To be worried sick about son starting school to young!

(104 Posts)
madmacbrock Thu 04-Apr-13 22:32:27

I appear to be on my own with this.
My son was born on the 29th Aug, and i am dreading school time (his is only 19mths) This is not down to me 'wanting to keep him to myself a bit longer' but all the research i have read that suggests summerborn children (espesially boys) do not do as well as those born in the autumn. He will be smaller than the others, less developed emotionally, physically and mentally. I remeber the summerborn boys from my school years and they were all 'outsiders'
I realise he could start a year later, rather than a few days after his 4th birthday but would go to 1st year rather than reception, that has issues socially! and also seems pointless as he will still be 'behind' all the way through to high school. does anyone know of anyway round this?
I am concidering moving country to a place where the stupid rule doesnt apply or even lying about his DOB, is that fraud? everyone i speak to thinks im over reacting and that the system has been in place for years and he'll cope! Is it wrong of me to want my child to at least have the opportunity to thrive rather than to just cope and get by? confused

Germany starts Kindergarten aged 3.
3 years of preschool education.
Schoolage is 6 - sometimes 7. There is an assessment to ascertain 'school maturity', in an acknowledgement that children mature at different rates.

Don't get me wrong - when I was wee (in Germany), you were considered not ready for school if you still had all your baby teeth grin - I am not sure what dentition has to do with educational maturity hmm.
I went to nursery in the States, aged 3, they had an experimental preschool class, mixing 5 and 6 year olds. This was in the 70s, admittedly.

In your link, Primary Education starts aged 6 in all countries, preschool education 2-3.

I am not sure what the rush is all about, not just wrt to starting school, but also leaving school: a lot of teenagers could do with another year or 2 to mature and figure out what they want to do with the rest of their lives.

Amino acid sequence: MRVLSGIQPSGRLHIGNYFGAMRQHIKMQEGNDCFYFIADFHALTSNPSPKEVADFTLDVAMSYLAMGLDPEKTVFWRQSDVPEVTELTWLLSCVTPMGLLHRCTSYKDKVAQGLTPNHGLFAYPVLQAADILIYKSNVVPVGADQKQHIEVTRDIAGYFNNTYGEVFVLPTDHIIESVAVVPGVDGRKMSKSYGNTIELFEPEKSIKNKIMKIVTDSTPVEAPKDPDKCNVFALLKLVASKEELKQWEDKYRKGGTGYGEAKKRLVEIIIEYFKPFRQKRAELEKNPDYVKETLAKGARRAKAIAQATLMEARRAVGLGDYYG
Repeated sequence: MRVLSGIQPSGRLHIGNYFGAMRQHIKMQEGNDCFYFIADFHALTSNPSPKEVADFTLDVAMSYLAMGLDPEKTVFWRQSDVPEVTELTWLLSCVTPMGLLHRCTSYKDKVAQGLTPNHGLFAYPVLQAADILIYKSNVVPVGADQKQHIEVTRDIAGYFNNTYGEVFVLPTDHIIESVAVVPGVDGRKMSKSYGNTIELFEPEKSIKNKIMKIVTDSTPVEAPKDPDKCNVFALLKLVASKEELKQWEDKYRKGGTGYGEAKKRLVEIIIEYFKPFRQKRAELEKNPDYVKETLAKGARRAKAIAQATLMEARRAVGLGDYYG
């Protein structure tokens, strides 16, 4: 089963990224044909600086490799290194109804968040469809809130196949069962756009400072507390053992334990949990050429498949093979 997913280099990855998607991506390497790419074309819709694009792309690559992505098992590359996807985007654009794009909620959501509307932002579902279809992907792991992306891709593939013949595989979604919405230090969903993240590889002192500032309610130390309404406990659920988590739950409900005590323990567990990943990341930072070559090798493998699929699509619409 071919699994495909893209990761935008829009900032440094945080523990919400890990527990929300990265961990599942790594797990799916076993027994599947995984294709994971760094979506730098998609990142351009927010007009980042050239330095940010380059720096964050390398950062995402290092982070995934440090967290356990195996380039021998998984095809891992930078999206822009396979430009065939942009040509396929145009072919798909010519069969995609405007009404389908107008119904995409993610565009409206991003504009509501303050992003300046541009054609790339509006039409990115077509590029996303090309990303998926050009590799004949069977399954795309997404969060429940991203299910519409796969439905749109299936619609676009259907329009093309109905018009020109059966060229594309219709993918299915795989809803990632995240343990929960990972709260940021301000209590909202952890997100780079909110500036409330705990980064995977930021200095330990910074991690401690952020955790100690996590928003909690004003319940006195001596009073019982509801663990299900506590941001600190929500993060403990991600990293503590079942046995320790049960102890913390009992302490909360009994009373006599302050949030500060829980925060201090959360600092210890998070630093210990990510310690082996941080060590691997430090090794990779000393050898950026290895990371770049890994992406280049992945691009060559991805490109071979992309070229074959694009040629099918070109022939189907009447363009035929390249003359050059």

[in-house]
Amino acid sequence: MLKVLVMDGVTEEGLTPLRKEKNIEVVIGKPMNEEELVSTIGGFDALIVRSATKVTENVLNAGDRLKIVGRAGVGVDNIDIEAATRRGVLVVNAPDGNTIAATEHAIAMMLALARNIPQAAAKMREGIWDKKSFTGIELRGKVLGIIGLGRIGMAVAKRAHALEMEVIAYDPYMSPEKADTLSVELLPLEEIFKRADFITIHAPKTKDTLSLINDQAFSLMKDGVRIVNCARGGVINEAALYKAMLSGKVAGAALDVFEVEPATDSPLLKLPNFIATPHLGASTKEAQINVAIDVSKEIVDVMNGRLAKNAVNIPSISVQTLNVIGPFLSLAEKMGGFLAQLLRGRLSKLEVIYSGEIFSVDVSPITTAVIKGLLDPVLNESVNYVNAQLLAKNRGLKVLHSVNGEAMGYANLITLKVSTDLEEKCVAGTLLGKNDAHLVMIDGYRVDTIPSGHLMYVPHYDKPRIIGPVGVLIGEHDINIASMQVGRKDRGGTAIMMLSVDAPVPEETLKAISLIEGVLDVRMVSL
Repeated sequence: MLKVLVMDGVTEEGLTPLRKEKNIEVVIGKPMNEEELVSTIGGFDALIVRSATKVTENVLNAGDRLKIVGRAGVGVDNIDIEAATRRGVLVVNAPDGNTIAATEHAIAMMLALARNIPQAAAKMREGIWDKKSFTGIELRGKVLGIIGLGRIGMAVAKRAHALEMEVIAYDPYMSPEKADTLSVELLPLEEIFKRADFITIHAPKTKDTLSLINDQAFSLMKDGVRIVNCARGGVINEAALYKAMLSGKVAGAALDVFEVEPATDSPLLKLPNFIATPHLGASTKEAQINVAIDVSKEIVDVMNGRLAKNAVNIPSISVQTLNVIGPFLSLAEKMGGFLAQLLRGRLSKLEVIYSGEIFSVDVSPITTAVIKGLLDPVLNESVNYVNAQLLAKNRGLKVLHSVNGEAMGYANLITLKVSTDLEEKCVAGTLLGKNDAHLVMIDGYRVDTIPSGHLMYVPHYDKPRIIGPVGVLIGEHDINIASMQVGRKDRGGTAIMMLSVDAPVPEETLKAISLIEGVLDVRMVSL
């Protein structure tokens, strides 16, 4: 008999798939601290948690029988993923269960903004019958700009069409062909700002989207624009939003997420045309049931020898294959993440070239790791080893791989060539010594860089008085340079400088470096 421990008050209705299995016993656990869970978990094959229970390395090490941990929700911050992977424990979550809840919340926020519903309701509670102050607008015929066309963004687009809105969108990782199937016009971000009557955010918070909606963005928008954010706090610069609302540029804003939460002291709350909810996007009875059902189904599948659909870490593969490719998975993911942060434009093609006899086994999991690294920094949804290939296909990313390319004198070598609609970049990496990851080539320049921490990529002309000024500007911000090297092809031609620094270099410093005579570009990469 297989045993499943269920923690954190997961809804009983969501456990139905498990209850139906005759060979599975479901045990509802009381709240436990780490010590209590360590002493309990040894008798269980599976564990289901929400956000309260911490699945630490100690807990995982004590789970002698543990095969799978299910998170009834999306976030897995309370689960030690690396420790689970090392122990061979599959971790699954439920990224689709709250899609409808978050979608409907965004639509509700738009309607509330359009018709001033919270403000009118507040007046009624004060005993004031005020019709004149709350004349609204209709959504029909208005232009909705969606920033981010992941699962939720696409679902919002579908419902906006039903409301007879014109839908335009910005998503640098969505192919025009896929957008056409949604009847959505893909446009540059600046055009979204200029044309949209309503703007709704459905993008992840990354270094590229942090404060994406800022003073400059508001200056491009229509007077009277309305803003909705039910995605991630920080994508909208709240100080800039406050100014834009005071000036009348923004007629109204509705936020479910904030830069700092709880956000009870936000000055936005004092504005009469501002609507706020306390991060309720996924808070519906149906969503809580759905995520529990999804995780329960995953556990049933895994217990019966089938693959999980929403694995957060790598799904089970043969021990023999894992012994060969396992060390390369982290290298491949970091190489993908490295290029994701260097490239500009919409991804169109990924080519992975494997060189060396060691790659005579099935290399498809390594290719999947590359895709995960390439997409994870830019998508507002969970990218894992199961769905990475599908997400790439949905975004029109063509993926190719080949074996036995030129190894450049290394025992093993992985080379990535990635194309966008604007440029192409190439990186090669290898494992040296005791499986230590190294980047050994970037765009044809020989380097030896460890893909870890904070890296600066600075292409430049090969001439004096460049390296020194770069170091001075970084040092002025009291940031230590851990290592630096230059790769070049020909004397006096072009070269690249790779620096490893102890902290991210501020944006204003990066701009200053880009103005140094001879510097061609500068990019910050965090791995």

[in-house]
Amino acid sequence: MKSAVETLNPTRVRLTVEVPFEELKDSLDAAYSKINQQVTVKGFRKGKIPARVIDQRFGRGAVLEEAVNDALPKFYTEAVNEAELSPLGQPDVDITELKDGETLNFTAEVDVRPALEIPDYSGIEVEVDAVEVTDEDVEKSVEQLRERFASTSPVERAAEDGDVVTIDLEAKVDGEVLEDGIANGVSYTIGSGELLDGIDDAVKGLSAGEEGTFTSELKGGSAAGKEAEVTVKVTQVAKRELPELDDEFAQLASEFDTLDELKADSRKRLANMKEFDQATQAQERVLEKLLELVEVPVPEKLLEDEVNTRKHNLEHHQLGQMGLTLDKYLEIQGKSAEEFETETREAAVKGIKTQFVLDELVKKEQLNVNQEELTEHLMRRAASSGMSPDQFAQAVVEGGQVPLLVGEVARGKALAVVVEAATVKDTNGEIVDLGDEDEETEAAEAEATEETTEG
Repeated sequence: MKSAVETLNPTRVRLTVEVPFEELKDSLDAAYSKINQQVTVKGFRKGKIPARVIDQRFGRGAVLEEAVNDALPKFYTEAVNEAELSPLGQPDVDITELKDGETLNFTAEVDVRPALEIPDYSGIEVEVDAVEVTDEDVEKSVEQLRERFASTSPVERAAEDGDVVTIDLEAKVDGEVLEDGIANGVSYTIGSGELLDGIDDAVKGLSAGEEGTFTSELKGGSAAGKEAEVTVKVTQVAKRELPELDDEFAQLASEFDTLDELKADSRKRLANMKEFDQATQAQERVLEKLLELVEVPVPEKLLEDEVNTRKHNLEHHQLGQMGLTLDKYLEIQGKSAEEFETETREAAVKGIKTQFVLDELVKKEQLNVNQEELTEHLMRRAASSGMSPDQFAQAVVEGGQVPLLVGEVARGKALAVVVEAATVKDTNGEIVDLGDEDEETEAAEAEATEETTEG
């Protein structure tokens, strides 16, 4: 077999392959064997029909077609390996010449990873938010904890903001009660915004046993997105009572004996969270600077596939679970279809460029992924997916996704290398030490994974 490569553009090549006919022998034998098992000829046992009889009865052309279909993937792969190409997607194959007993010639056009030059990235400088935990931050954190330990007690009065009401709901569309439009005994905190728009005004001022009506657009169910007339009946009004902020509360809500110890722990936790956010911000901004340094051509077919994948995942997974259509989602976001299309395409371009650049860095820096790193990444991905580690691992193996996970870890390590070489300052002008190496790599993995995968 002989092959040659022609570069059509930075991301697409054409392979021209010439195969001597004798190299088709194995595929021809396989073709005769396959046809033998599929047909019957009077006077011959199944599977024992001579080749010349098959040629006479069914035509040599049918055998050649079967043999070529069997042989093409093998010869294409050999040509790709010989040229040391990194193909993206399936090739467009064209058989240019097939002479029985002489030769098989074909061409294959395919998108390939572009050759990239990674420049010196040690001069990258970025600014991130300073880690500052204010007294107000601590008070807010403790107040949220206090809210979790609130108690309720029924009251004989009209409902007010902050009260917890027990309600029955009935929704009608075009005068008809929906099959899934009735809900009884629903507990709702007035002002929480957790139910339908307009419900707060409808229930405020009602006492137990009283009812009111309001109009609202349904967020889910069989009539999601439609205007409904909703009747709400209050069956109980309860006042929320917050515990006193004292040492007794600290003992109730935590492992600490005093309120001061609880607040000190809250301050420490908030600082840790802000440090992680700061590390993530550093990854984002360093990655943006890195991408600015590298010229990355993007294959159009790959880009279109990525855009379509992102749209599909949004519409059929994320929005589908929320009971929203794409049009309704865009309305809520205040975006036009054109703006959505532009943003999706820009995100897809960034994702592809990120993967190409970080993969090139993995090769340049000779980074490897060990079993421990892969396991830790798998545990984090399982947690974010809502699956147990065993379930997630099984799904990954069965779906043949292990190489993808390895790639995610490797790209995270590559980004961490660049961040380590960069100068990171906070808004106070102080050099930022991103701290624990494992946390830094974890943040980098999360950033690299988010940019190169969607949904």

And as our kids are all going to work until they are 85, I really don't see why we should endeaver putting them through school as quickly as possible... wink

Sorry, most countries: aged 5 in Ireland and the Netherlands.
7 in Poland shock. And Lithuania.

Intersting read. Thanks for the link.

MissBetseyTrotwood Fri 05-Apr-13 23:08:18

I think 4 is too young for many. I've one early October born, who's sailed through most everything and one mid July, who's had difficulties. While many will cope that young, some will not. You just have to be really communicative with the school about your concerns.

My July born has SN too and has been pretty down about himself in school recently. He's started in a self esteem group with the learning mentors at school and has been way more positive since. They've really supported him in school and it's made a huge difference.

reluctantmover Fri 05-Apr-13 23:12:41

Go into any maternelle in France and you'll see there is a curriculum and it is indeed a school, with a head teacher, with class teachers, where most children attend every day, where the children attend in the same way as children further up the school in the élementaire" (primary) classes or in the same way as the nearby "élementaire". You are not going to see much difference in real terms between Reception class in England and moyenne section / grande section of a maternelle in France, there are certainly far more common points than points which separate these systems. Brits who move to France are often at first quite shocked to find school can start before the age of 3 there.

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